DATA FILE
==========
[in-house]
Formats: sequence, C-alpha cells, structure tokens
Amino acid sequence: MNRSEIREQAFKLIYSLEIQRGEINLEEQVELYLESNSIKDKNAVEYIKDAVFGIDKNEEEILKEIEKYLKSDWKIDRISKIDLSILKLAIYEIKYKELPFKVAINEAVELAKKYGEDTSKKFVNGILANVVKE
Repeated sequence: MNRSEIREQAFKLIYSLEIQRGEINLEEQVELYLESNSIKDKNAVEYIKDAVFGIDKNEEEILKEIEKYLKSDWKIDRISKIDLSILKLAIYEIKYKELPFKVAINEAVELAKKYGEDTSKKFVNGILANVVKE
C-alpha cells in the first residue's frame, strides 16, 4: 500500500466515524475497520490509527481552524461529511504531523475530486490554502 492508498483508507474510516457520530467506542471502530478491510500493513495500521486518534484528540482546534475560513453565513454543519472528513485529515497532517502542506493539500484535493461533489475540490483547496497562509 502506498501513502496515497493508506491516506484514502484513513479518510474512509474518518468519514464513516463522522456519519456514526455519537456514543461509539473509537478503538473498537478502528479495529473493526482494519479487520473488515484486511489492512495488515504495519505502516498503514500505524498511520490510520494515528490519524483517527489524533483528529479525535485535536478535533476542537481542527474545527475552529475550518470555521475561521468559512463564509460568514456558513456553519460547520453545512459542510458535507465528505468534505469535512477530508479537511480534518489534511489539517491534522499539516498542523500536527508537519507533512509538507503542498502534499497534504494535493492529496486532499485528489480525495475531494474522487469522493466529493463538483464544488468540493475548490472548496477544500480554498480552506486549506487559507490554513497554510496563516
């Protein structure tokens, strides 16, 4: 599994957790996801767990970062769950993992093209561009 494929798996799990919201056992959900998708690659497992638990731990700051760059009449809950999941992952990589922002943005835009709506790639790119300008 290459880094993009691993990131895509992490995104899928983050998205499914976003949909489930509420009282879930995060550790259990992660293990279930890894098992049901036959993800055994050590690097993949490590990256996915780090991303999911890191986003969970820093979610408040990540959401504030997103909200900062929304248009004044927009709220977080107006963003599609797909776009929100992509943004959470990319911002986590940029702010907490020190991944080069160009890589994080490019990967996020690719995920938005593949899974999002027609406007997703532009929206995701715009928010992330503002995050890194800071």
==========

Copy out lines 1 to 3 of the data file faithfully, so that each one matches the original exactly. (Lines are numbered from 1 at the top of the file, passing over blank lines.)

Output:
[in-house]
Formats: sequence, C-alpha cells, structure tokens
Amino acid sequence: MNRSEIREQAFKLIYSLEIQRGEINLEEQVELYLESNSIKDKNAVEYIKDAVFGIDKNEEEILKEIEKYLKSDWKIDRISKIDLSILKLAIYEIKYKELPFKVAINEAVELAKKYGEDTSKKFVNGILANVVKE